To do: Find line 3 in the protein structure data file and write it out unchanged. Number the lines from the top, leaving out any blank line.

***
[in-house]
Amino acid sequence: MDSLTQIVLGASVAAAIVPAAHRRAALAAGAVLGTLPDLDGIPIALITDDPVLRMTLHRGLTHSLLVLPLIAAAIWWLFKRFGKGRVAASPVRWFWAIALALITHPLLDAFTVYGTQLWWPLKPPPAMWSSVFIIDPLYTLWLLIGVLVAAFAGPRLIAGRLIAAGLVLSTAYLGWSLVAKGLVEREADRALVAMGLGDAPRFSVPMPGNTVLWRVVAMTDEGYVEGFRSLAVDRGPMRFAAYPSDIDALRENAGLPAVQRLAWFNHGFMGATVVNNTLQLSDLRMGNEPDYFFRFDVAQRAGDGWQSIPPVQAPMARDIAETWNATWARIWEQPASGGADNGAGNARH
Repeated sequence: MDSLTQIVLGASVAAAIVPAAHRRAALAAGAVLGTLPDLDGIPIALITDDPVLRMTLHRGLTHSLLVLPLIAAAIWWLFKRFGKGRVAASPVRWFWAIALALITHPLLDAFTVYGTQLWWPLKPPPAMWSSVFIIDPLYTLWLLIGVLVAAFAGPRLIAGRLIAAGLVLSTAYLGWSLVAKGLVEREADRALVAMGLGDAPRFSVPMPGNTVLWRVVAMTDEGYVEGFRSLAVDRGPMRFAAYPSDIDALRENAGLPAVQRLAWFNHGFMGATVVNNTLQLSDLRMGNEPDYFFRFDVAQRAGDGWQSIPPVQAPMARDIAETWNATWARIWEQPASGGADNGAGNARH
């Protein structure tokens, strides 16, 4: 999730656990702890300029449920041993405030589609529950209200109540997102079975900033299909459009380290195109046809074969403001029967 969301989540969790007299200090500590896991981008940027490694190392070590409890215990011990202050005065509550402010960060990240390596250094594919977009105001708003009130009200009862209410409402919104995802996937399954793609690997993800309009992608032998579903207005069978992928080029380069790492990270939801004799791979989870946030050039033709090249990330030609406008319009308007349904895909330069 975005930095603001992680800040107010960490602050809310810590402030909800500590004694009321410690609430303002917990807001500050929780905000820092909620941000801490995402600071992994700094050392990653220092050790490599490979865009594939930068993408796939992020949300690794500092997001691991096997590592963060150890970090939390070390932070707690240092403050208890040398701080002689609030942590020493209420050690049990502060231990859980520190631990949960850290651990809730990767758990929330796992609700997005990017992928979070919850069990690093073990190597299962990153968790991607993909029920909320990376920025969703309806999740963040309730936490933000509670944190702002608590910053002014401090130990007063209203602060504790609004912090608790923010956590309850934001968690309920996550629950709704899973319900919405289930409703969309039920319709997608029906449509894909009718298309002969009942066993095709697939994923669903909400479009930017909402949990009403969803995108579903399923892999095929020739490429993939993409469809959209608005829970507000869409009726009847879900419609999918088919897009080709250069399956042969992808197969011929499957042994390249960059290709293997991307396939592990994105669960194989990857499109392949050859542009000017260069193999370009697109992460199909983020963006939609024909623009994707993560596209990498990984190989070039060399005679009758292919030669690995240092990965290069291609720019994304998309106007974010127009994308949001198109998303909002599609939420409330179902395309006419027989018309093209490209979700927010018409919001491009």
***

Repeated sequence: MDSLTQIVLGASVAAAIVPAAHRRAALAAGAVLGTLPDLDGIPIALITDDPVLRMTLHRGLTHSLLVLPLIAAAIWWLFKRFGKGRVAASPVRWFWAIALALITHPLLDAFTVYGTQLWWPLKPPPAMWSSVFIIDPLYTLWLLIGVLVAAFAGPRLIAGRLIAAGLVLSTAYLGWSLVAKGLVEREADRALVAMGLGDAPRFSVPMPGNTVLWRVVAMTDEGYVEGFRSLAVDRGPMRFAAYPSDIDALRENAGLPAVQRLAWFNHGFMGATVVNNTLQLSDLRMGNEPDYFFRFDVAQRAGDGWQSIPPVQAPMARDIAETWNATWARIWEQPASGGADNGAGNARH